Tuesday, February 19, 2013

Coffee Talk: Regional Italian Cooking

I love Italian food and wish I had ask my husbands aunt to give me Italian cooking lessons.   My husband said his grandmother Concetta and Aunt Anna were the bests cooks.  My husband's grandparents were born in the Abruzzo region of Italy.  They were born in a small town Manoppello a Province of Pescara.

I took this writing from Rustico Cooking 

In some ways, Abruzzese cuisine is the undiscovered treasure of Italian gastronomy. While tourists rhapsodize over Tuscan cuisine and Italians wax poetic over Emilian cuisine, few have truly delved into the flavors of Abruzzo's kitchen. Abruzzese cooks are masters at turning simple ingredients (perhaps a handful of freshly plucked beans from the garden plot, gleaming black mussels, golden noodles) into glorious feasts.They flavor their dishes with hot chili pepper, aromatic saffron, fruity olive oil. Pasta is the preferred Abruzzese first course, and none is as typical as maccheroni alla chitarra ("guitar pasta"): sheets of egg dough are cut using a flat rolling pin on a wooden box with strings (hence the name "guitar"). Crêpes (called scrippelle) are rolled around savory fillings, dropped into broths, or layered with cheese, vegetables, and meat before baking. Polenta is usually enjoyed with a spicy sausage ragù or hearty meat sauce. In port cities, just-caught fish is marinated in a vinegary brine, and rich soups are concocted from dozens of types of fish. In the mountains, sheepherding remains a common way to make a living, so lamb, kid, sheep, and mountain goat are mainstays of the diet; wine, garlic, olive oil, and rosemary are favorite flavorings, especially when the source of heat is a lively wood fire. Many families still raise their own pigs, and free-roaming pigs yield flavorful, lean meat and tasty salumi (cured meats). Pastries tend to be unsophisticated: olive oil is often used instead of butter, nuts or dried fruit provide bulk and flavor, and sheep's milk ricotta, a favorite in central and southern Italy, shows up in fritters and sweet cakes.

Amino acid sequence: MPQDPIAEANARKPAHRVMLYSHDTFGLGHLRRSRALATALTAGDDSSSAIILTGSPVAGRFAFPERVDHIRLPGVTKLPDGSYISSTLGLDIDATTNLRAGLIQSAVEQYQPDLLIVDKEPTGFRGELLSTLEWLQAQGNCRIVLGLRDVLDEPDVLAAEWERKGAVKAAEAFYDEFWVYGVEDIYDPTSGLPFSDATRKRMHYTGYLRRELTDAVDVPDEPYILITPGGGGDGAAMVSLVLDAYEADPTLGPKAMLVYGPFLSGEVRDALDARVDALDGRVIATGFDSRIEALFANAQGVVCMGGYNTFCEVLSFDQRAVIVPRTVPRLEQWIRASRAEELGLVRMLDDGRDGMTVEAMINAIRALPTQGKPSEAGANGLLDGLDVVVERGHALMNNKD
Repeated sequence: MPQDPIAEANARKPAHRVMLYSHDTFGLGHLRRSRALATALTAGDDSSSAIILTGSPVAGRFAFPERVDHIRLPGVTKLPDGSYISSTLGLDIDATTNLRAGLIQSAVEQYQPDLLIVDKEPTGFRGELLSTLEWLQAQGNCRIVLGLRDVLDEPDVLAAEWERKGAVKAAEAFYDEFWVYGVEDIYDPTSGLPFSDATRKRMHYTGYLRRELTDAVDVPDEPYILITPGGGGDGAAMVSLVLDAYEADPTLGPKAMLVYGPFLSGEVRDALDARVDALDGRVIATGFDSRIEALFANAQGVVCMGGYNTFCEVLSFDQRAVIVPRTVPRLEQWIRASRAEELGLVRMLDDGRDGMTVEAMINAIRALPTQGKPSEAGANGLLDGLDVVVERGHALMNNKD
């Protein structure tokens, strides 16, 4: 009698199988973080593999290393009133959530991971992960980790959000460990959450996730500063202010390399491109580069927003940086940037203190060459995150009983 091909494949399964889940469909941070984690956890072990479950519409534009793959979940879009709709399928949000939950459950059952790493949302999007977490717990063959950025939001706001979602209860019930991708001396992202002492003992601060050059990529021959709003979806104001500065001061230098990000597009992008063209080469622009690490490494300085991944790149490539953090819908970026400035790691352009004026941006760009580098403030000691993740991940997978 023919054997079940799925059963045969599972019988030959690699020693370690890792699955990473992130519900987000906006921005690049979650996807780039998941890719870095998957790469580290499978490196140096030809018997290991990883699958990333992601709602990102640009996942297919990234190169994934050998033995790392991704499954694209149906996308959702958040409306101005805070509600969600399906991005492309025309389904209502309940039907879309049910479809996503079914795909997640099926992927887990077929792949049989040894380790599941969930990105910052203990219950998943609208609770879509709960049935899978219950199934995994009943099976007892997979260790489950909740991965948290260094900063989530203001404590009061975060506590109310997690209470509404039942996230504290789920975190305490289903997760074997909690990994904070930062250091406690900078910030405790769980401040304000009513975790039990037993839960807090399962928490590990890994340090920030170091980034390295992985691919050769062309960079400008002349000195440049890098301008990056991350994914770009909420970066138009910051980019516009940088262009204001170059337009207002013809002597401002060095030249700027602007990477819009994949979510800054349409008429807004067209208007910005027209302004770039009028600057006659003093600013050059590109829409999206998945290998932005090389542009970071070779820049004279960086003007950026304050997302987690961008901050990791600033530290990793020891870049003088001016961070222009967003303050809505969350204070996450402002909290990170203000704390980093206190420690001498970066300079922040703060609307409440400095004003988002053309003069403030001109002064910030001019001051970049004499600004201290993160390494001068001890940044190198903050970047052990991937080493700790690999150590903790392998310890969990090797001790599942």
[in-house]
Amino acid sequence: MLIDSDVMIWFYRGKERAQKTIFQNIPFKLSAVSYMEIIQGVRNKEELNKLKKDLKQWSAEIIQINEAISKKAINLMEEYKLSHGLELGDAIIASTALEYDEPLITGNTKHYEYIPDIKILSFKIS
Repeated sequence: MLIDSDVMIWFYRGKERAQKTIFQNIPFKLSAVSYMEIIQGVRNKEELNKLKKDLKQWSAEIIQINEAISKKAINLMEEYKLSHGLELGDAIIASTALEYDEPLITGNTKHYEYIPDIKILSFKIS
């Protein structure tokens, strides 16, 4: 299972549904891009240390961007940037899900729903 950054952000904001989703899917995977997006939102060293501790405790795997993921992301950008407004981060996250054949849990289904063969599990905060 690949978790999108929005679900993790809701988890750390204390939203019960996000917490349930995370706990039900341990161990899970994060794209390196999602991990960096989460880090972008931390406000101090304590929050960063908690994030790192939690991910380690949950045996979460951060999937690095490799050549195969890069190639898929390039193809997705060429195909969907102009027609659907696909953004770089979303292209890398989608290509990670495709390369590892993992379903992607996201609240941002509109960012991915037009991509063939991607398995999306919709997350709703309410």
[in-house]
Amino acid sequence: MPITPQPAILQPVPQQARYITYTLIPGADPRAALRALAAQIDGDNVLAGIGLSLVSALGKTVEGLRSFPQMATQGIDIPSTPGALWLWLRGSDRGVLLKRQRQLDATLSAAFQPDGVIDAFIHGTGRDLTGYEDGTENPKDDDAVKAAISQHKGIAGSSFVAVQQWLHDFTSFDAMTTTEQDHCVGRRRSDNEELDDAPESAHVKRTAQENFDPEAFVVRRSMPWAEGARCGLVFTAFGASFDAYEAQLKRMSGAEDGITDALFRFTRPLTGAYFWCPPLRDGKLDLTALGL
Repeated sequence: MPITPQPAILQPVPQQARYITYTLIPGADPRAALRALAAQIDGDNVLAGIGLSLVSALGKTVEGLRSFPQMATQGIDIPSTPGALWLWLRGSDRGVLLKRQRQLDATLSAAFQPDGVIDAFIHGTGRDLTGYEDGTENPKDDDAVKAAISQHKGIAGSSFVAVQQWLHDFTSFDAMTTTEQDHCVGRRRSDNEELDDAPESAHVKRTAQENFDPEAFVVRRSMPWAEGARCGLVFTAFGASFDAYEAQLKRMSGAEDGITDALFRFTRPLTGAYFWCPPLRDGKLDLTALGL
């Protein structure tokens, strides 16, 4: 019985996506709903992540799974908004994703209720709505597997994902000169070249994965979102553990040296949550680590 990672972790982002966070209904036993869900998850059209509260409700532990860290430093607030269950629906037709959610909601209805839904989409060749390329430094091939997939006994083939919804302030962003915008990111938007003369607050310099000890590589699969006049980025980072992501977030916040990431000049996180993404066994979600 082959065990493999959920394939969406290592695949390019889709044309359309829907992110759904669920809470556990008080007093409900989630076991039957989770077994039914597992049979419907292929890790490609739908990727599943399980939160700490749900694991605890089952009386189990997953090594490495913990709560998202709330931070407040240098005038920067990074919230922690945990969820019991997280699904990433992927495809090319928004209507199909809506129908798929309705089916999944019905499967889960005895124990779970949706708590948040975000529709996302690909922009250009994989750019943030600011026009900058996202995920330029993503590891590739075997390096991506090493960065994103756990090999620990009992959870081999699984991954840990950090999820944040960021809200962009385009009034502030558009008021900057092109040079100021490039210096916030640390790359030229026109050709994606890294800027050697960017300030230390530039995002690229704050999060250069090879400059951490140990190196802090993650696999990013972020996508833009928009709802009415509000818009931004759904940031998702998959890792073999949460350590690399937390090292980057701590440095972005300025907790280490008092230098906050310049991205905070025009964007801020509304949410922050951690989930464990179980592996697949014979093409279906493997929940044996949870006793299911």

This region is known for their lamb dishes - well that stopped me right in my tracks both my husband and myself are not fans of lamb.  I can say I have only had lamb 3 times in my life and I know what those dishes were.  They weren't bad I just didn't care for them and I would rather have beef, pork or poultry.  While I was looking for recipes for the region lamb just keeps popping up. 

Since Abruzzo is known as the Queen of Pasta I think I will stick to that making a light pasta sauce of the 3 main ingredients, tomatoes, garlic and basil.  

I will continue to search the internet for more recipes from the region and try them.  Until they make a movie from the area like Under The Tuscan Sun I don't think I will be finding a cook book like The Tuscan Sun Cookbook anytime soon.

While writing this blog post I found out that Mario Batali's grandmother is from the same region.

Until Next Time,


  1. Love your coffee cup Pam, waiting for your delicious Italian recipes, especially homemade pasta recipes.

    1. Thank you I have another coffee cup that matches it. It has blueberries on it. I'm going to tackle homemade pasta soon. I'm going to try some pasta recipes that are fresh and light I think it will be perfect for summer.


Blogging tips